Eden Burgess:  Yes, so the reason that it’s been in the news mostly is, I’m sure you’ve seen it, a lot of these museums are covering up displays of Native American objects or removing them and in some way. And the reason for that is that the new regs say that none of these objects can be exhibited, accessed or researched unless there’s free prior and informed consent by the tribe.

Katie Wilson-Milne:  That seems huge.

Steve Schindler:  Yeah.

Eden Burgess:  Yes.

Steve Schindler:  I mean, it’s also, I wonder, it’s not in the statute, right? It’s not really talking about, you know, the power of regulators and some of the issues around that these days. But it does seem like a pretty…

Katie Wilson-Milne:  Specific.

Steve Schindler:  A leap, you know, from the inventorying and consultation to not displaying without some kind of informed consent.

Eden Burgess:  So one of the big problems with the law so far has been consultation is a vague term, right? Do you send a letter and then, oh, well. So the consultation is supposed to be meaningful. So under meaningful consultation, it seems that rather than letting the institution tread water for several years and just leave everything out, that they’d be required to prove that they’ve had free prior and informed consent. So I think that’s the reason that they adopted that language.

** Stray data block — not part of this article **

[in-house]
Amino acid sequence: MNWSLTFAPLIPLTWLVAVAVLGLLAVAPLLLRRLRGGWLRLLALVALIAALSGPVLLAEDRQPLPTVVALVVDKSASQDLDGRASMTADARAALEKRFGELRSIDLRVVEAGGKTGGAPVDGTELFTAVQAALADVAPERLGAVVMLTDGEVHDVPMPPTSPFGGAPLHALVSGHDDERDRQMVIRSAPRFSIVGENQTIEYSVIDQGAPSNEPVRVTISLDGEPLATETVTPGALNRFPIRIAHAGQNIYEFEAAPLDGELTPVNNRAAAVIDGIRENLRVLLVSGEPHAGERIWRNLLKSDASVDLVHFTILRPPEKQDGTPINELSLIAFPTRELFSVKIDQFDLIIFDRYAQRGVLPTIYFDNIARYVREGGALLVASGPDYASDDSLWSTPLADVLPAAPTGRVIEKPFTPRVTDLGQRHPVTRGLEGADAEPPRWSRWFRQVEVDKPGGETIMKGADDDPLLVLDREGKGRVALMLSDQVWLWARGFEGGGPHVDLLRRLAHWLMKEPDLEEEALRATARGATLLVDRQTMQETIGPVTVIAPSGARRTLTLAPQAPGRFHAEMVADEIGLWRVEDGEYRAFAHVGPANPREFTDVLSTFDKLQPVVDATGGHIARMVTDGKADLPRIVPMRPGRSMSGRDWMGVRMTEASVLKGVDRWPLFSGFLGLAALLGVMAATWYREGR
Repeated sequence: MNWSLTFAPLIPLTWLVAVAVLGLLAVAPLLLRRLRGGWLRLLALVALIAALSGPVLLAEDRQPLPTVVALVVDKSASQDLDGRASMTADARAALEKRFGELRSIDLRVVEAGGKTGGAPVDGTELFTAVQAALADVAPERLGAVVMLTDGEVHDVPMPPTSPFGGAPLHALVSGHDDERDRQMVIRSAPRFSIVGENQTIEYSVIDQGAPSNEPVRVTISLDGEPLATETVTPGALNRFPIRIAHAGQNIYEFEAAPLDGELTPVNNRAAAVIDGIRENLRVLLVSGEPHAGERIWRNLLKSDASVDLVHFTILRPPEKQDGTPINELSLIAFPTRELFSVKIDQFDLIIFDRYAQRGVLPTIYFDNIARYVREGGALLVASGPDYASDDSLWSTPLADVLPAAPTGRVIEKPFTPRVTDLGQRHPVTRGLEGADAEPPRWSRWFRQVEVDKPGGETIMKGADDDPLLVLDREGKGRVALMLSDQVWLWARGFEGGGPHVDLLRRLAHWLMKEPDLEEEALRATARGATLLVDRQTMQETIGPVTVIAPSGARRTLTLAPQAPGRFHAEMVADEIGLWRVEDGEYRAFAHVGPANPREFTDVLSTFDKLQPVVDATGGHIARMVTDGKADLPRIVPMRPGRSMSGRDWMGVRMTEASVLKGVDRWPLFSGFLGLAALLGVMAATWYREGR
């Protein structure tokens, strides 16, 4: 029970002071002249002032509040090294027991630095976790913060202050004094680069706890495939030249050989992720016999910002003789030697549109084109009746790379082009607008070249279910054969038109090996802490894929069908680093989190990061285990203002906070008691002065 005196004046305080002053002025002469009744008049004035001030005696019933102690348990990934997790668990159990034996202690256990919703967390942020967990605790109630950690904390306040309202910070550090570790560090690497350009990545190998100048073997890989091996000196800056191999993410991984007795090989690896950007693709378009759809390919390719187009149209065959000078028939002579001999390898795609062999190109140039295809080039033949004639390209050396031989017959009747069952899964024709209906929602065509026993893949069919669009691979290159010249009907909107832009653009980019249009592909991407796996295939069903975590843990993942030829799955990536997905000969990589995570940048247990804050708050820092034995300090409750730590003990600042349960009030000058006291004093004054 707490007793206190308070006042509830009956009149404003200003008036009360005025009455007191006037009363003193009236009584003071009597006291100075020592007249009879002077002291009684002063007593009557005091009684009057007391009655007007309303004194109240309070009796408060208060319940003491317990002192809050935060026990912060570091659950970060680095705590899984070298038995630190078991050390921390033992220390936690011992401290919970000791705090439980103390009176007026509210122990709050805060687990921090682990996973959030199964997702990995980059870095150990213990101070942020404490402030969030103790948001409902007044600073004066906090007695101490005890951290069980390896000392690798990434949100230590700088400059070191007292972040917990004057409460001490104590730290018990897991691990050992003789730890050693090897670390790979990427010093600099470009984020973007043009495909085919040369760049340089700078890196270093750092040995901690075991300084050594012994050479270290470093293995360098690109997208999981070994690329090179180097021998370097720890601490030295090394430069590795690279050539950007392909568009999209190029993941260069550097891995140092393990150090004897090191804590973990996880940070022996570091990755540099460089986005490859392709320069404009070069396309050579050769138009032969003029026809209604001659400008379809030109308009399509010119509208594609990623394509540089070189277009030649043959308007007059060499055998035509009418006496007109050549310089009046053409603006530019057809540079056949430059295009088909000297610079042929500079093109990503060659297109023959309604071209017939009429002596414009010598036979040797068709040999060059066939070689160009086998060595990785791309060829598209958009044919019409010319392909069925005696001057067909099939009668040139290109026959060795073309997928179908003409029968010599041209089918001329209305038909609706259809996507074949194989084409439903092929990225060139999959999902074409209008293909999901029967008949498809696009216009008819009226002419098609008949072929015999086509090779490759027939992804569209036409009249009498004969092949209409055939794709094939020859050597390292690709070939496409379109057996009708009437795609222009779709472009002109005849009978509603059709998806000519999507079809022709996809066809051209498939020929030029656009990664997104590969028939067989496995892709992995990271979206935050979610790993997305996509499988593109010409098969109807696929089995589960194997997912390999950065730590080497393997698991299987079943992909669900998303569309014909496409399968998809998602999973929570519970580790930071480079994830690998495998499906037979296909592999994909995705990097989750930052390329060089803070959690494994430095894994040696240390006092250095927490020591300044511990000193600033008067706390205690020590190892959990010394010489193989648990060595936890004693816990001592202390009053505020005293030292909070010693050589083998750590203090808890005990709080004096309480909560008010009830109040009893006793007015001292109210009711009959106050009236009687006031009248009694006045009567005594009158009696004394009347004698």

Katie Wilson-Milne:  But let’s, I mean, this is what this means in practice. So let’s just take our own, the Museum of Natural History that’s been in the news on this. They have more than a thousand, maybe two thousand feet of floor space devoted to education and history about our Native American tribes. And that is all now covered up and inaccessible to the public. So it’s a huge part of the museum. It’s huge both in terms of floor space, but also significant in terms of the educational mission of the museum, right? Which is to cover this important segment of our population and our cultural history. Now they cannot display, use or allow people to research those objects at all until they get permission from the right tribal community for each particular object.

Eden Burgess:  Yes.